U.S. President Donald Trump had a telephone conversation with Prime Minister Benjamin Netanyahu on Saturday in which the two talked about the possibility of signing a mutual defense treaty between Washington and Jerusalem, the president said. (For the latest election polls - click here)
On Twitter, Trump wrote that the potential deal would "further anchor the tremendous alliance between our two countries." He added that he looked forward to "continuing those discussions after the Israeli Elections when we meet at the United Nations later this month!"
His announcement came three days before Israelis head to the polls.
Haaretz Weekly Ep. 39
Netanyahu thanked Trump in an official statement he released. "Thank you my dear friend President Trump. The Jewish State has never had a greater friend in the White House. I look forward to our meeting at the UN to advance a historic Defense Treaty between the United States and Israel. We will continue together with full force our common battle against terrorism," he wrote.
In a televised interviews with Channels 12 and 13 on Saturday night, the prime minister described the conversation as "warm and friendly."
"President Trump called me on his own initiative," Netanyahu said. "I talked to him about establishing a defense treaty, an amazing thing. This is a historic thing." He added: "When I work for years first of all to gain recognition for Israeli sovereignty over the Golan Heights and then an exit from the Iran nuclear deal," referring to steps Trump has taken, "I'm going to bring a defense treaty that will bring us security for generations."
In that interview, Netanyahu said that he hopes that Israel will not go to elections a third time, claiming that it depends on whether right-wing voters will back his Likud party. "I hope very much that we will not get to a situation" where the president gives the mandate to form a government to a different prime ministerial candidate, he said.
Netanyahu also reiterated that Israel "very well may have no choice" but to go to war with Hamas in Gaza. Journalist Ayala Hasson pressed the prime minister on his past promise to curb Hamas, and noted that 1,800 rockets were fired at Israel from the Gaza Strip in the past year and a half.
"We'll find the time to supress Hamas," Netanyahu said. The premier also claimed that Israel is likely to set out on a campaign that is "different from previous ones" but said that he does not wish to elaborate on live television.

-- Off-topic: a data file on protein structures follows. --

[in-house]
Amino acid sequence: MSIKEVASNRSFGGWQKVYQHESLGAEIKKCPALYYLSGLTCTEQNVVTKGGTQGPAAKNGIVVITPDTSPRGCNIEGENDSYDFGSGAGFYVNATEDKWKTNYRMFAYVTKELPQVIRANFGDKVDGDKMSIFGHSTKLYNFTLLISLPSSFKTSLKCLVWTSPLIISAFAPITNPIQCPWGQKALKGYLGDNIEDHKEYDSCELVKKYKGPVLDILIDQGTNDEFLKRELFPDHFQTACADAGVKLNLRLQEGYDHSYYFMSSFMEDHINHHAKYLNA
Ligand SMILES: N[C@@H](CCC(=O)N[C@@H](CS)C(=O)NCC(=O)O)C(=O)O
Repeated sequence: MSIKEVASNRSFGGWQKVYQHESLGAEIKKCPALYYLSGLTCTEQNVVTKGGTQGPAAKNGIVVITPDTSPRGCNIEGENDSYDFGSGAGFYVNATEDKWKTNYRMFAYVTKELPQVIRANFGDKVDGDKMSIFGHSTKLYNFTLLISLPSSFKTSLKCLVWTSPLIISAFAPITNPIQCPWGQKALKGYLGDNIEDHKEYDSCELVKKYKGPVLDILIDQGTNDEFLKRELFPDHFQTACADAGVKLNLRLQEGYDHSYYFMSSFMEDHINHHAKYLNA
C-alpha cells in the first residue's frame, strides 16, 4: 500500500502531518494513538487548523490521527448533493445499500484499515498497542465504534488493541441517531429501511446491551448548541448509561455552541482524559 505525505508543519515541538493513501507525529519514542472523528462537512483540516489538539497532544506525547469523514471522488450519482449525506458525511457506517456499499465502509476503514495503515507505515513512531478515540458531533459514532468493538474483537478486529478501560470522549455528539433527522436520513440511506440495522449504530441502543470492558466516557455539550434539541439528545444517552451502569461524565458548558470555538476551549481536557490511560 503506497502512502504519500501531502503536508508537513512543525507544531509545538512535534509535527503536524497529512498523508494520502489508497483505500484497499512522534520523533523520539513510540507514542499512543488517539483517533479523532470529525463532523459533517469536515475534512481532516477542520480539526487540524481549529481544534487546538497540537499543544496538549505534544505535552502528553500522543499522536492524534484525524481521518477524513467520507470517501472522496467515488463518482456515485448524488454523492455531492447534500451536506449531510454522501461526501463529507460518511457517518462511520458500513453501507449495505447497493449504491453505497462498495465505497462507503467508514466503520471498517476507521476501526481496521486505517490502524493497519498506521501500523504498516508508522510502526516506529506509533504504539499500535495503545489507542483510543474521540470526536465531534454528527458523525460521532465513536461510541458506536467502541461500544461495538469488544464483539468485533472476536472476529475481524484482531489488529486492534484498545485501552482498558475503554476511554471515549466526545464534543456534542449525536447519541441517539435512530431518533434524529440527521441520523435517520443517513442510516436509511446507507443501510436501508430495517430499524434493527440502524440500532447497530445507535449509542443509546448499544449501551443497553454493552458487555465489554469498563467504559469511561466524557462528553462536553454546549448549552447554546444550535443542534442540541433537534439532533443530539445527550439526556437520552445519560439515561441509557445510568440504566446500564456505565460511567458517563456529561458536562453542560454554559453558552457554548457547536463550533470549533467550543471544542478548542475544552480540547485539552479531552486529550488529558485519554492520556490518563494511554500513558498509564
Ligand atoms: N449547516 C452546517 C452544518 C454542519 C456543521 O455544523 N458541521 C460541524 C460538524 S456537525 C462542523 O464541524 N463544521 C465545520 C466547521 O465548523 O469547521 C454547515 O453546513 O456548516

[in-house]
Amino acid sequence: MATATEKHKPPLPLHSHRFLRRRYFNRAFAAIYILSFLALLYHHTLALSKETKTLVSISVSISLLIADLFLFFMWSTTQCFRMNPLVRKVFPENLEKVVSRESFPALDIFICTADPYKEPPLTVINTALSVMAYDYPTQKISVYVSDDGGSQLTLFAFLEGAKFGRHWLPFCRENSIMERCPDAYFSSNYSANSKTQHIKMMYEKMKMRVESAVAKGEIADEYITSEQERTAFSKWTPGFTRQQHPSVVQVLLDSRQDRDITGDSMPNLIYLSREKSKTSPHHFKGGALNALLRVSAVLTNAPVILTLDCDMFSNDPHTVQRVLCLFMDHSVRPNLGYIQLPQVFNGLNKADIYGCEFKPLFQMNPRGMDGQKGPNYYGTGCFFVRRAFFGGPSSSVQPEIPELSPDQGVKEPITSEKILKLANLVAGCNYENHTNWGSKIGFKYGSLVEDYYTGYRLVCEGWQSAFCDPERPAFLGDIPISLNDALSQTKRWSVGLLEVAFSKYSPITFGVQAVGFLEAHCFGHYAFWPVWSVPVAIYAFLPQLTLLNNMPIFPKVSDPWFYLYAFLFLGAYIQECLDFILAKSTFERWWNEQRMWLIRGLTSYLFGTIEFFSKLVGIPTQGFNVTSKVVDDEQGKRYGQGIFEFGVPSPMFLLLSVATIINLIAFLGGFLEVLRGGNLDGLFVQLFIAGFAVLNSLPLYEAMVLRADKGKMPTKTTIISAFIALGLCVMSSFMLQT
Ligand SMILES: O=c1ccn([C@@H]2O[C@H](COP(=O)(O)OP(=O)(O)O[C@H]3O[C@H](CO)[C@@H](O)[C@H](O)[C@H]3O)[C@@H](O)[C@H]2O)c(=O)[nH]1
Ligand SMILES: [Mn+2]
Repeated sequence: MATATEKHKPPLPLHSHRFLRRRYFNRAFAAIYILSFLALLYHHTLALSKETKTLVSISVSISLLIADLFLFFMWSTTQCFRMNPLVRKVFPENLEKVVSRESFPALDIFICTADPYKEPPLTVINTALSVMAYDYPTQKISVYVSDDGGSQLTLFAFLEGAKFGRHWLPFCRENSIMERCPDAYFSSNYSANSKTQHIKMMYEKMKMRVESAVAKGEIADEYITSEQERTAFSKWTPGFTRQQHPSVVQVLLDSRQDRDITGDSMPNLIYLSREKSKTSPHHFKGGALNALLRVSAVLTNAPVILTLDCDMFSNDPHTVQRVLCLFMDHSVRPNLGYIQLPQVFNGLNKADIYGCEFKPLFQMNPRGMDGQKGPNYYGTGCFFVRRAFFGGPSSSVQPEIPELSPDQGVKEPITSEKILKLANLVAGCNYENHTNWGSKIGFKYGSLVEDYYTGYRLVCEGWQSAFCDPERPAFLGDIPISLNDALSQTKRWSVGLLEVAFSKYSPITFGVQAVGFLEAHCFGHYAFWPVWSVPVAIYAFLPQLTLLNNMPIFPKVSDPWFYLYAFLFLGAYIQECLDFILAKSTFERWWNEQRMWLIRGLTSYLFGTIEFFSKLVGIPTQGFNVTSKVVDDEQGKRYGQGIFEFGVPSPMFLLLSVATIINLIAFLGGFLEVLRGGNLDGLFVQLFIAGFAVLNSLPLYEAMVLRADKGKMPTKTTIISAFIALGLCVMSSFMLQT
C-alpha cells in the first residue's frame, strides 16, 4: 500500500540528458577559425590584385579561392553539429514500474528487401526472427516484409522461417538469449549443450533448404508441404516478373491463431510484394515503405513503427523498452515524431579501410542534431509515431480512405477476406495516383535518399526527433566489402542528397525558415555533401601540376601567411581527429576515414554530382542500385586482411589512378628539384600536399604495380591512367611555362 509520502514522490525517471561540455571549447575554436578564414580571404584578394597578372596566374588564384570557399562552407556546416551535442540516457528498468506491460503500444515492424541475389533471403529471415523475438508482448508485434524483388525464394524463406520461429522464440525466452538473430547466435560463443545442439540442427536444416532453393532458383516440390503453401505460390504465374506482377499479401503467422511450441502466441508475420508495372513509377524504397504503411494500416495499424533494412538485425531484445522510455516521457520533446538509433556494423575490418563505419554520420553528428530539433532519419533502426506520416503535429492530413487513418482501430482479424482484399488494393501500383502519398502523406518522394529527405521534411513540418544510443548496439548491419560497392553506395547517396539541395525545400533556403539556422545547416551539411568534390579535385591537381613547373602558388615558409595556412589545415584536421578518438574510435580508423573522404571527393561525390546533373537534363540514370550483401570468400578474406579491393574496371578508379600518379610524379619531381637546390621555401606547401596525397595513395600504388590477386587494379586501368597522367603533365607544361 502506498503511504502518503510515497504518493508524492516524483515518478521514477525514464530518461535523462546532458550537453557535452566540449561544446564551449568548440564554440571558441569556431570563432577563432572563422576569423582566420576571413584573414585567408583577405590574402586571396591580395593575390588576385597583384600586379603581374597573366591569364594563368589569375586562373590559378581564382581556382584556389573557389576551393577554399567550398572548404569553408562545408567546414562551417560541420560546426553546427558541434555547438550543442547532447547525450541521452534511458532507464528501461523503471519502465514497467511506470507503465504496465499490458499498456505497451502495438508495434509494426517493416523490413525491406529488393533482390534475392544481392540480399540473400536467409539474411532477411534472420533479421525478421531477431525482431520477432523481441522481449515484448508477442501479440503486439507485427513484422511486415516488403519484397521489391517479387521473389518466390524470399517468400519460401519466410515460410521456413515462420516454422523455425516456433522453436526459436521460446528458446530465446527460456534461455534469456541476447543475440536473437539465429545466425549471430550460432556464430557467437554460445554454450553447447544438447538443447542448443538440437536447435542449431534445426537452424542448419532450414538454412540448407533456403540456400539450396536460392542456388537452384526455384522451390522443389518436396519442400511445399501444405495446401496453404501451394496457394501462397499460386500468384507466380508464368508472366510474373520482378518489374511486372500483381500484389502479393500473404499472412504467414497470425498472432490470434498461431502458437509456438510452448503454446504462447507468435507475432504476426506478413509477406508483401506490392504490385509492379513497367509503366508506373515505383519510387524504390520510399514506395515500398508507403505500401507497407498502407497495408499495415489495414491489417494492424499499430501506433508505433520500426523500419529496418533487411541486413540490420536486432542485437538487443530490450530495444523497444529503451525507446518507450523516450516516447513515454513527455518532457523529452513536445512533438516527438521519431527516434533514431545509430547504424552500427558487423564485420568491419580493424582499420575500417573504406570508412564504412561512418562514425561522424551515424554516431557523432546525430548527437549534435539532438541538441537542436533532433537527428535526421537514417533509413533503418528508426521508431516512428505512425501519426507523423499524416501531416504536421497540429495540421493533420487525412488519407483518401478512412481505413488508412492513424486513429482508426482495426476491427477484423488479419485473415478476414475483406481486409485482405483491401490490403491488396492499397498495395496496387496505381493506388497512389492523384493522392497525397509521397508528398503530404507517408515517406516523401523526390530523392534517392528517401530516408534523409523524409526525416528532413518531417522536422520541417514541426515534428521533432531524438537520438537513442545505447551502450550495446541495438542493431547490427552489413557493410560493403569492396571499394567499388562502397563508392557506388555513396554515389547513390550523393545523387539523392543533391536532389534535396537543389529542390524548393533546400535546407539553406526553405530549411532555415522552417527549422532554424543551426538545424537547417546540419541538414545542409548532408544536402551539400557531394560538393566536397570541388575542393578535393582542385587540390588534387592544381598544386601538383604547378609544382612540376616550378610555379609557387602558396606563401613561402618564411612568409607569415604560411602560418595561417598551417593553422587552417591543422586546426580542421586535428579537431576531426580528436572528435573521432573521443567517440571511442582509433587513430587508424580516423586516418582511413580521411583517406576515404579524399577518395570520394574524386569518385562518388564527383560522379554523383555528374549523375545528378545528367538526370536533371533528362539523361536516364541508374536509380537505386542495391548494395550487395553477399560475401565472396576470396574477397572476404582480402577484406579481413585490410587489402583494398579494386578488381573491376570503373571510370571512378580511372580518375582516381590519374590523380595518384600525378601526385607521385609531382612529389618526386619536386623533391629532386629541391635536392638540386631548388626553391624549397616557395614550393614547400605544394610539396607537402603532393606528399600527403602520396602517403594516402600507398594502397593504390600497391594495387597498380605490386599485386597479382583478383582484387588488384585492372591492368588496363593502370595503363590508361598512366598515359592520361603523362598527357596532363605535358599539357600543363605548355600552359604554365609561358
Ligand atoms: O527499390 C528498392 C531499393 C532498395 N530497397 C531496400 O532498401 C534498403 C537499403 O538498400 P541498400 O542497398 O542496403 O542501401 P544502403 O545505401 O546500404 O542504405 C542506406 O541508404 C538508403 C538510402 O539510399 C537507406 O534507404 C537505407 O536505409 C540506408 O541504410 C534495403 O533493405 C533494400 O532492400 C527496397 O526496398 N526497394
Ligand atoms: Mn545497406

"If Hamas does not take control" over the territory, Netanyahu said, "there will be no choice but to act in the form of an operation, and maybe in the form of a war." He continued, "We will chose the time and place and method to surprise Hamas. If there's no need for this, then we won't do it."
He added that he will not reveal any more information and will not advance these measures "even a second before this is necessary from an operational standpoint, because I don't want to endanger the country."
He was repeating claims from earlier this week, when he said that in light of ongoing escalation on Israel's southern border, the country may find itself entering a campaign in the Gaza Strip.
Trying to get a big diplomatic gesture from the White House
Earlier this month, Haaretz reported that Netanyahu is trying to arrange a dramatic diplomatic gesture from the Trump administration that will help him win the election on September 17.
According to the report, there have been intensive talks in recent weeks between some of Netanyahu’s advisers and people close to Trump over a potential statement by the American president, in which he could commit to protecting Israel in the future from any existential threat.
The idea of a presidential statement by Trump regarding Israel’s security was born out of the broader initiative of creating a “defense pact” between the United States and Israel. Such a pact has been under discussion since the 1990s but has never been implemented. In recent months, discussions on the subject have been revived, with support from several senior Republican senators.
However, signing a defense pact would require the involvement of the Pentagon and other U.S. government agencies, and negotiations on the matter could last for months. The chances of completing such an agreement before the September 17 election are almost nonexistent.
In addition, a defense pact is not universally supported within the Israeli defense establishment. Some senior Israel Defense Forcesofficers are concerned that any such agreement would “tie the hands” of the IDF in the future.
Some of the former senior officials who oppose such an idea are free to give interviews and voice their opinions on the subject, thus limiting the political benefit that Netanyahu would gain from the idea.
As a result of these limitations, a smaller alternative has come up in discussions between Israeli and U.S. officials: A joint announcement about the start of negotiations over a future defense pact, like the one Trump alluded to in his tweet.
Such an announcement doesn’t necessarily mean the negotiations will be completed, but would help Netanyahu politically in the short-term and could also help Trump as the president strives to present himself as Israel’s greatest supporter.
Noa Landau contributed to this report.